Considering that I’ve subjected everybody else to the delight of grafting a row of both knit and purl stitches together, you might be deluded into thinking that I’m an expert at it myself. I most definitely am not. From what I recall, both Steph’s graft of the Rogue hood (which I’ve seen live) and Claudia’s (which I’ve virtually seen) were better than mine.
So, the next time I found myself wanting to have two pieces of knitting move symmetrically in opposite directions around a neckline and merge at the center back, I decided to make life easier on myself by starting at the center back and working towards the front. First the right side is worked, then the left is picked up from the first row of knitting and worked towards the front as well. The sides are joined (in the case of a pullover) at the center front by working across all stitches; in the case of a cardigan, they’re tapered towards the front band. The body stitches are picked up from the outside of the collar, then worked down, first with a series of short rows, then eventually full rows, just like any other top-down raglan.
This all works very well, until you start multisizing your collars and forget which size your sample/prototype garment is supposed to be.
I worked a collar in Adrienne Vittadini Eva for a pullover, then left it for a while. When I came back to it, I wondered why the heck the thing was lopsided. It turned out that I had knit the right half of the collar as a larger size than the left side. Whoops.
My choices: rip the whole center front point, then the right side of the collar back to almost the very beginning; or try to be clever about it. I chose to be clever. So I unpicked what seemed to be the correct yarn tail for the right-hand side, and undid enough rows to make the two sides the same length. Naturally, because the intial unpicked row had been the basis for picking up the stitches for the left side of the collar, I had two sets of loops that needed to be rejoined. Two sets of loops comprising knit and purl stitches that needed to be grafted together: just what I had hoped to avoid.
(No, this wasn’t a surprise to me–I had weighed the alternatives beforehand, and I figured that the anguish of having to graft was will better than having to redo more than half the collar.)
Grafting can be a fidgety thing to do, particularly if it’s not all stockinette. Normally, in addition to holding the live stitches in place without allowing them to drop, you need to keep the pieces being grafted in the same relative position to each other.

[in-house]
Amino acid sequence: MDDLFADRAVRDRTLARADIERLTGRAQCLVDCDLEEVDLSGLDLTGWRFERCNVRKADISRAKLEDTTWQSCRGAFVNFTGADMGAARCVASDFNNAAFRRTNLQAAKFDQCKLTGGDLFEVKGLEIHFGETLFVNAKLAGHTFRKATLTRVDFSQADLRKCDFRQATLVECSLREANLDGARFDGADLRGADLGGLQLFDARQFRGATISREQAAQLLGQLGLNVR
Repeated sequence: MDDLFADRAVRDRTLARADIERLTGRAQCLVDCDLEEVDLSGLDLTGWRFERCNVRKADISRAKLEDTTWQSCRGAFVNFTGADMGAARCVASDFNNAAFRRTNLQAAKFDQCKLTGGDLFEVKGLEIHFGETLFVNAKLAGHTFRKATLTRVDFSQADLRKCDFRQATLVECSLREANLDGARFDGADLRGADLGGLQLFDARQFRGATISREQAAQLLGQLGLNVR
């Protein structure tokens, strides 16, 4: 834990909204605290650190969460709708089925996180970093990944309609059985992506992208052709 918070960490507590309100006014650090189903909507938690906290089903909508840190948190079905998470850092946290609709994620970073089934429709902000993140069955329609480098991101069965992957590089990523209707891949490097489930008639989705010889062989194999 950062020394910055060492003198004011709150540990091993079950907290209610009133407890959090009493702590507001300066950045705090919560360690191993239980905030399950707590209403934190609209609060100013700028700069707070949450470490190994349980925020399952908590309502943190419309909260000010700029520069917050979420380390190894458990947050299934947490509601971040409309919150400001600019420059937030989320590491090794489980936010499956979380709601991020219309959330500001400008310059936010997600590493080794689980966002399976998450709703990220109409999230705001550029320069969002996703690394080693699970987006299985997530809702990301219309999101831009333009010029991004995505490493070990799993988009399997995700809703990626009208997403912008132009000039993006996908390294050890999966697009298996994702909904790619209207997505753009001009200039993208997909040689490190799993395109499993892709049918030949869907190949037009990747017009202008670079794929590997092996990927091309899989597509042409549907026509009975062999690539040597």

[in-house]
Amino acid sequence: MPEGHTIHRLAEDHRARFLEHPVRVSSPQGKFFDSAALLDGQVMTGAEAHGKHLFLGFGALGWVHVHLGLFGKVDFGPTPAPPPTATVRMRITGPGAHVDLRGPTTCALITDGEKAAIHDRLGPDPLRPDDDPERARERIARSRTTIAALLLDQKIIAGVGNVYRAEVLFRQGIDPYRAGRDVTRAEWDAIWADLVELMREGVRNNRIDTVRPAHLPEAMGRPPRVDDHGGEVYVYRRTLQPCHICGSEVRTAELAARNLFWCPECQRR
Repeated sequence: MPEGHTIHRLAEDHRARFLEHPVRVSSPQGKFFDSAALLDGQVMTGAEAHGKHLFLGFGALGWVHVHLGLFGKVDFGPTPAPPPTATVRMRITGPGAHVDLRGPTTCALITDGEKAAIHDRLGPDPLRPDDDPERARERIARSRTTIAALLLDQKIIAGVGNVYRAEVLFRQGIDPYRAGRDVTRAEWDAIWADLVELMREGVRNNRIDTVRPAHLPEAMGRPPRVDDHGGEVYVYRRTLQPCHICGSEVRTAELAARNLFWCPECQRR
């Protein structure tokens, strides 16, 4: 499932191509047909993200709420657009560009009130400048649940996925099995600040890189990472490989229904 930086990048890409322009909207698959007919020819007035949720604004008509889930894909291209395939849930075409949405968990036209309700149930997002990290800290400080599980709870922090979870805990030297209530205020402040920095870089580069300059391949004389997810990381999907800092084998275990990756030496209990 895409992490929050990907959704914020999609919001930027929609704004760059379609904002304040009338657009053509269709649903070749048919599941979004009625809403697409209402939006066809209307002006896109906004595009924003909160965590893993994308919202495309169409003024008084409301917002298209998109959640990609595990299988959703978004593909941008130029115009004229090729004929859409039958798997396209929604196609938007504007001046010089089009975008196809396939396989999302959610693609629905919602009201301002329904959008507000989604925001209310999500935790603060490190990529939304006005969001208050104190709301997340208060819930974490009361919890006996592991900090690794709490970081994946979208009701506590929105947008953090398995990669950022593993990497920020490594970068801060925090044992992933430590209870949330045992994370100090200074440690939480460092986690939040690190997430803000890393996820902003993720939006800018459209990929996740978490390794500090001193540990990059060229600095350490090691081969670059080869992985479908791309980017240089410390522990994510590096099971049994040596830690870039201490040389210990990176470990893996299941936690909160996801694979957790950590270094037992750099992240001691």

In this case, the live stitches weren’t that inclined to drop, because I had ripped from the first row up, not the top down. On the other hand, because the stitches led into cable twists, there was more tension being exerted on those live stitches, making them prone to shrinking into smaller and smaller loops. And while the yarn was smooth enough for grafting, the dark green colour and the twist of the plies, for some reason, made it harder to distinguish between stitches. And even though the piece was relatively small — just a collar, after all — it’s still a bit finicky to hold the pieces in place while grafting a series of knits and purls together.
Solution: grab a pillow.
I ran some thin, slippery waste yarn through the live stitches to keep them from getting lost. Then I pinned the ends in place on a throw pillow, leaving enough of a gap between the rows of pins to allow my finger to run underneath the ends while seaming, in case I needed to guide the needle from the underside.
Then I grafted. Because the wrong side of the collar would always be private (not like the inside of a hood), I could cheat; first, I grafted all the knit stitches together, then I went back and patched up the purl stitches, pulling out the waste yarn.
In some places on the wrong side, there’s a stitch or two-long float where I skipped purl stitches. It’s not a terrific job, but hopefully won’t be too noticeable since the plies in the yarn add a slight bumpiness to the fabric.